Which disorders are caused by group A streptococcal (GAS) infection?

Updated: Sep 07, 2018
  • Author: Zartash Zafar Khan, MD, FACP; Chief Editor: Pranatharthi Haran Chandrasekar, MBBS, MD  more...
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Answer

An understanding of the diverse nature of infectious disease complications attributable to this organism is an important cornerstone of pediatric medicine. In addition to infections of the upper respiratory tract and the skin, S pyogenes can cause a wide variety of invasive systemic infections. Along with Staphylococcus aureus, group A streptococcus is one of the most common pathogens responsible for cellulitis. Infection with this pathogen is also causally linked to 2 potentially serious nonsuppurative complications: acute rheumatic fever (ARF) and acute glomerulonephritis. In addition, infection with S pyogenes has reemerged as an important cause of toxic shock syndrome (TSS) and of life-threatening skin and soft-tissue infections, especially necrotizing fasciitis (see the image below). (See Pathophysiology, Etiology, Presentation, Workup, Treatment, and Medication.)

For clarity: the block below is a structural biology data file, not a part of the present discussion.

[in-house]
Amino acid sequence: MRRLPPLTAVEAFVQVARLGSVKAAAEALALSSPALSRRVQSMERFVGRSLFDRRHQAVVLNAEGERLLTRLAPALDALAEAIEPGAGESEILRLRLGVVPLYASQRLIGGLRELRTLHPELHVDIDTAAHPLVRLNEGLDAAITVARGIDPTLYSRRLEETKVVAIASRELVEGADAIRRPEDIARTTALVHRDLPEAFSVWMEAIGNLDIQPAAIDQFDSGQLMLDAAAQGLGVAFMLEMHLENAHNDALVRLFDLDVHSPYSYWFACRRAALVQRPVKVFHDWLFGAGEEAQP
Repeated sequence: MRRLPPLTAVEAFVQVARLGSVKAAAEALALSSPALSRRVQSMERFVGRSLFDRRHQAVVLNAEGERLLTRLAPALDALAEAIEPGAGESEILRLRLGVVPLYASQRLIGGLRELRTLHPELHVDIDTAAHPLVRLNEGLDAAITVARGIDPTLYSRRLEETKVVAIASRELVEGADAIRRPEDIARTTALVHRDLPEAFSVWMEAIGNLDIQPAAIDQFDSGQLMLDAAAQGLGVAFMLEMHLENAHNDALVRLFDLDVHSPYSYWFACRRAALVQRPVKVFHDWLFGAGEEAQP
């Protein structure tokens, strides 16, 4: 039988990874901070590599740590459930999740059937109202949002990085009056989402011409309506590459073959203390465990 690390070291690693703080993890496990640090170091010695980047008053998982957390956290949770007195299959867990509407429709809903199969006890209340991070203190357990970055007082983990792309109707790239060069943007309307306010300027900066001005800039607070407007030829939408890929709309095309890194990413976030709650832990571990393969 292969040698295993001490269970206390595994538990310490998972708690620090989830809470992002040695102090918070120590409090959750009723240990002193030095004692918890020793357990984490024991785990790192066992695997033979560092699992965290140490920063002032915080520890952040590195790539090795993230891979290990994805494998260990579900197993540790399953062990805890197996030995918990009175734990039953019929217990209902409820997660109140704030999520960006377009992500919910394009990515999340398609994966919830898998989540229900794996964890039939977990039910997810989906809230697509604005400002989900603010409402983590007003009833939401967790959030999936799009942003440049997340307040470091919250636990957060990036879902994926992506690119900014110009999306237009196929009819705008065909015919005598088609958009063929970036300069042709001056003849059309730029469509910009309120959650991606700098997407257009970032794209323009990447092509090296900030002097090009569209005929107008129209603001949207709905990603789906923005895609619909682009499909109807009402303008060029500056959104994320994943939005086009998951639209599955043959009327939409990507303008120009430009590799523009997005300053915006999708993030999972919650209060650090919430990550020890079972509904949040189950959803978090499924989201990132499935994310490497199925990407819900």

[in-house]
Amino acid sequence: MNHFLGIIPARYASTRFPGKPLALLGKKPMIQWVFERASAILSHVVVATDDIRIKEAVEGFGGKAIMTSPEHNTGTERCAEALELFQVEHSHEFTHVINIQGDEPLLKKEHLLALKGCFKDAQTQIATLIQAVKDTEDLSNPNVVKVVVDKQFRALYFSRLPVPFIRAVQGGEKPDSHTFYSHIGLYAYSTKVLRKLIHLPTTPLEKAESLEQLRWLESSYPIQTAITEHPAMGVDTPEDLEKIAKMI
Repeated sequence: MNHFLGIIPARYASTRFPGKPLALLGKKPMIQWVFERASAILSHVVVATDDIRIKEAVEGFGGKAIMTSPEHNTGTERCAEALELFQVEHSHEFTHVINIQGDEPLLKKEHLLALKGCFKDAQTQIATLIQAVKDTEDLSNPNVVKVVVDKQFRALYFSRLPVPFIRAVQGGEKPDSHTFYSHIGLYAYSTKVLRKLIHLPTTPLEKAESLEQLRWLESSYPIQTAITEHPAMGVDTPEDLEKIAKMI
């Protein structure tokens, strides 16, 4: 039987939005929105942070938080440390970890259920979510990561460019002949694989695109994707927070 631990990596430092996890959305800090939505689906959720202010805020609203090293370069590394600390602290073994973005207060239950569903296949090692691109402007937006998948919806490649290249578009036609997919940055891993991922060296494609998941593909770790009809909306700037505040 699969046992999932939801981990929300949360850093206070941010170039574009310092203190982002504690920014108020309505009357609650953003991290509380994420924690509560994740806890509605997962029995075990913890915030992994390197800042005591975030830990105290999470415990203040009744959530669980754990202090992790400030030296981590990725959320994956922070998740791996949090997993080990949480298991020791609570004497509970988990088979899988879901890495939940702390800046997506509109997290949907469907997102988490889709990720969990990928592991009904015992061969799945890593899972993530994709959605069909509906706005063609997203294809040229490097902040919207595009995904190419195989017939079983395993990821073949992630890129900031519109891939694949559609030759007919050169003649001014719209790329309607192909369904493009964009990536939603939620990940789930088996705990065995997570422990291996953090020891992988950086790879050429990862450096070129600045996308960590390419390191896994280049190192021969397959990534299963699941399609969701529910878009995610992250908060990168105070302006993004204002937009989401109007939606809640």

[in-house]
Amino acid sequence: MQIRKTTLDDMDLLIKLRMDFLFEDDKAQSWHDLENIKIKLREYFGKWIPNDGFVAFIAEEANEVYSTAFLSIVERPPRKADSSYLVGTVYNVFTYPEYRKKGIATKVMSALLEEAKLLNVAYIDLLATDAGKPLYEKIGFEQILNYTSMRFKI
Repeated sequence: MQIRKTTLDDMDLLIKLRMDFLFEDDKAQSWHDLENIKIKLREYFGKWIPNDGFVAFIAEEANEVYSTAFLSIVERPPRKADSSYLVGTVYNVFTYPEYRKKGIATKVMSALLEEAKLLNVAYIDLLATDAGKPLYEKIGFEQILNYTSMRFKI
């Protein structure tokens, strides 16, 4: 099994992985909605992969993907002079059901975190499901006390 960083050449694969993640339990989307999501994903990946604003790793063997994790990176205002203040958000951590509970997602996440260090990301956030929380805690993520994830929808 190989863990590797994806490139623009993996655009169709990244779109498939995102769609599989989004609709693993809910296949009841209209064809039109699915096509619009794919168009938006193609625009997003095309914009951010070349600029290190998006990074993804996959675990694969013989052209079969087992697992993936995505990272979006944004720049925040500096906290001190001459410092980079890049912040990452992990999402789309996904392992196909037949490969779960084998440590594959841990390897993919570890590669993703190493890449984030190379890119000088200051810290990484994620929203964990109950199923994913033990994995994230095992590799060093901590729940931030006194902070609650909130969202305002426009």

Invasive soft tissue infection due to Streptococcu Invasive soft tissue infection due to Streptococcus pyogenes. This child developed fever and soft-tissue swelling on the fifth day of a varicella-zoster infection. Leading edge aspirate of cellulitis grew S pyogenes. Although the patient responded to intravenous penicillin and clindamycin, operative débridement was necessary because of clinical suspicion of early necrotizing fasciitis.

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